2024 Trends HR Professionals Should Evaluate for a Connected Culture

By: Tim Schieffer

    What You Need to Know

    • With the growing use of AI, creating a connected culture and people-first policies is vital.
    • Employee expectations for rewards packages and benefits are changing, and it’s imperative that organizations adapt with them.
    • DEIB initiatives and learning and development programs are crucial ways for organizations to attract and retain employees.

    work life balance concept image of shoes and headphones on left and laptop on the right

    A new year typically means a renewed commitment to goals and fresh outlook for what’s ahead. But it’s also a valuable time to reflect on your organization’s overall HR approach to employee experience and evaluate how a more connected culture may be influenced by the shifting environment.

    Trend #1: Developing AI Will Force HR to Double Down on Connected Culture

    It’s no surprise that one of the buzziest topics of 2024 is artificial intelligence (AI), and it’s impacting HR departments. Not only does the technology allow HR professionals to streamline work processes and reduce human biases, but machine learning can also enhance analysis and decision-making. 

    In fact, in a recent Eightfold report, a significant majority of leaders surveyed shared that they are already using AI in a variety of ways, including employee records management, payroll processing, benefits administration, recruitment and hiring, performance management and onboarding. As AI continues to influence decision making, I’m excited for its ability to assist HR leaders with their many responsibilities. 

    In the same breath, I’m also nervous that in a rush to adopt technology that is “all the rage,” we run the risk of losing the human element of HR (no pun intended). AI is built on historical models, descriptions, patterns and competencies. It doesn’t recognize individual uniqueness. AI was created to prescribe the next best action based on an existing model that doesn’t always account for what is best when it comes to true human interaction.  

    Unintended Outcomes

    AI limitations and vulnerabilities have already given some organizations pause. A Harvard Business School survey found that 88% of HR executives knew the AI tools they were using rejected qualified candidates, in many cases based on how job descriptions were structured or desired skills were outlined.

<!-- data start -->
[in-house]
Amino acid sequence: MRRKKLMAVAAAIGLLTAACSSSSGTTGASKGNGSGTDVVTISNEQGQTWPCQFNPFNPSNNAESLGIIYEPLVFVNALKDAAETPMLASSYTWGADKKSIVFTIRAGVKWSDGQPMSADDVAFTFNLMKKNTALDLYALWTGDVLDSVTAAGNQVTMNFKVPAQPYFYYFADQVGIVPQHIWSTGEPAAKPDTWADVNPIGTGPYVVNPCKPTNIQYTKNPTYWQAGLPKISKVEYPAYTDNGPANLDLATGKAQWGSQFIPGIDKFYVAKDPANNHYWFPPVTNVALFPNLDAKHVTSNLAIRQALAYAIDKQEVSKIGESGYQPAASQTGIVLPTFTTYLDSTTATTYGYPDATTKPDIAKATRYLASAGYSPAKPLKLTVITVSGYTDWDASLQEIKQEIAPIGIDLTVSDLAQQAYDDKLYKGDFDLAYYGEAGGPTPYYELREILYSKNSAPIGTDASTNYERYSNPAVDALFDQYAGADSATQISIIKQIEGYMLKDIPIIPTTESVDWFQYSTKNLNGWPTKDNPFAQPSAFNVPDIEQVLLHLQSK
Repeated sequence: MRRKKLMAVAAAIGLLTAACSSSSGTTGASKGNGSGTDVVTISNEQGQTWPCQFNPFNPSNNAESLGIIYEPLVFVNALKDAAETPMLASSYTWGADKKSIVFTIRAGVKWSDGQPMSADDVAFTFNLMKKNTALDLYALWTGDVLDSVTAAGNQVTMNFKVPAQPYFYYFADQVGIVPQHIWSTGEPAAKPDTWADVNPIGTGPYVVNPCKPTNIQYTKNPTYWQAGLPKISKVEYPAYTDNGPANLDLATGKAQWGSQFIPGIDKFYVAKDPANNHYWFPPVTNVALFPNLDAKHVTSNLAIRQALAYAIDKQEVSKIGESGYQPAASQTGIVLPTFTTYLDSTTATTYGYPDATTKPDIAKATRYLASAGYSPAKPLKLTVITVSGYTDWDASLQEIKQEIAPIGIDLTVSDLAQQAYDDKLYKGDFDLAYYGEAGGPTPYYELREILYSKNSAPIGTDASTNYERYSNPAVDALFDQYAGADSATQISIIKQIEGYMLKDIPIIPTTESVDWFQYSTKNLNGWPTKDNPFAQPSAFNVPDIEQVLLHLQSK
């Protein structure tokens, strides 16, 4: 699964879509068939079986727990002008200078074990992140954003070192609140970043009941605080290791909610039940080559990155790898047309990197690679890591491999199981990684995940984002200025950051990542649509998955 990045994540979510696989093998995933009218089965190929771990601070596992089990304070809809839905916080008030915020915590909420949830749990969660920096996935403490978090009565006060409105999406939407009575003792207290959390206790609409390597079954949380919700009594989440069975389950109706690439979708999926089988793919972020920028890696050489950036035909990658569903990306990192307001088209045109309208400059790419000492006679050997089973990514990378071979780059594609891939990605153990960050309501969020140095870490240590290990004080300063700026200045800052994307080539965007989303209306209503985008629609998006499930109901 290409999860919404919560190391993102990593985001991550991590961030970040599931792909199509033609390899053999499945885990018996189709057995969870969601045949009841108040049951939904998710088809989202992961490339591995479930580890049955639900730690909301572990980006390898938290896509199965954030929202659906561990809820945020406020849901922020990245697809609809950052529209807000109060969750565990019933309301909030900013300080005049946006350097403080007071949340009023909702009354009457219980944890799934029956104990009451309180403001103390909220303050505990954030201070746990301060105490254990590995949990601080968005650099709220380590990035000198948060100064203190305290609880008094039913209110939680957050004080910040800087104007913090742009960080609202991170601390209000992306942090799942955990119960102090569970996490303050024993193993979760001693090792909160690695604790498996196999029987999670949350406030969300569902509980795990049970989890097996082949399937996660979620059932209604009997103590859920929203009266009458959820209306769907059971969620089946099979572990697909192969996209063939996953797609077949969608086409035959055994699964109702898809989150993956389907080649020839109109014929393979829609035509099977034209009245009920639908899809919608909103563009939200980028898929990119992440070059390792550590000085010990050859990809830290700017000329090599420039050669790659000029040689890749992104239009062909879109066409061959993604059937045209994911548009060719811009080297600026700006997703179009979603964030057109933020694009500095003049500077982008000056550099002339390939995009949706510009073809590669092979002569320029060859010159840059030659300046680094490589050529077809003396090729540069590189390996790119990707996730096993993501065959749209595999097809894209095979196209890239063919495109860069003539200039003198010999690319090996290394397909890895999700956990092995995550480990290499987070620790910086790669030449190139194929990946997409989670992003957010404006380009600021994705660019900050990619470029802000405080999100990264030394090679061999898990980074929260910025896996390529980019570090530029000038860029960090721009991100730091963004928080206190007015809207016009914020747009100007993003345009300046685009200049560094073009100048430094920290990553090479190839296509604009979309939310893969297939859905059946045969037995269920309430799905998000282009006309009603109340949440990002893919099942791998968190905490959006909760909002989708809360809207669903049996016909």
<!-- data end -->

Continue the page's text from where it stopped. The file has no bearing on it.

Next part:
Data Security Concerns

    Some organizations have raised concerns about using AI to store business information, especially in light of data security. Regardless of advancements, HR professionals must be able to reassure employees (and prospective employees) that their personal information, like Social Security numbers and bank details, is secure. Similarly, in order to harness the true power of generative AI, organizations need to put an emphasis on having trustworthy data. If you want AI solutions to deliver informed analytics, reliable data is no longer just a “nice to have”—it’s a need.

    As you weigh the power of AI, I recommend keeping genuine care, love and empathy for your team members at the heart of all of your decision-making. 

    Related: A data-driven approach to recognition increases inclusivity and equity.

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    Trend #2: Total Rewards Packages & Flexible Benefits Will Be Essential

    Hiring continues to stay low. According to LinkedIn’s Workforce report, hiring is down 13.3% year over year. Combined with continued worries of a significant economic downturn on the horizon, it’s easy to see why organizations are being forced to reconsider total rewards strategies to adapt. In the coming year, it will be essential for HR professionals to make sure benefits truly resonate with employees.

    From higher rates of remote work to broader expectations individuals hold toward employers, evolving workforce needs will require new and differentiated approaches to awards. As the workforce shifts with Gen Z having more and more influence over what benefits should look like, organizations need to be responsive and make sure their offerings are not seen as inferior in the marketplace. Be open to new and different approaches to what “total compensation” can look like. 

    The evolving labor market demands a more personalized total rewards approach to meet employees’ needs moving forward. Having a full grasp of the key employee benefits trends will allow employers to assess whether their offerings are meeting employee demands so they can attract and retain talent. Employees have expressed preference and demand for benefits and rewards packages. 

    Flexible Work Arrangements

    As workplace culture has changed, flexible work arrangements are a benefit that many employees now see as a non-negotiable. Employers that offer flexible work environments will have a distinct edge in both hiring and retention.

    Related: Learn how to create a sense of belonging with your hybrid workforce.

    Healthcare Benefits

    Comprehensive, high-value healthcare benefits remain the most valued employer-sponsored benefit. These programs continue to increasingly include dependent coverage, preventive and mental health care, and wellness programs.

    Family & Work-Life Integration

    More employers are implementing personalized, flexible benefits like a Lifestyle Spending Account (LSA). LSAs are employer-funded accounts that employees use to support their individual needs or can be targeted for use in very specific well-being purposes. Family-friendly benefits like parental leave and childcare support also help employees achieve improved work-life integration, which leads to higher job satisfaction and reduced burnout.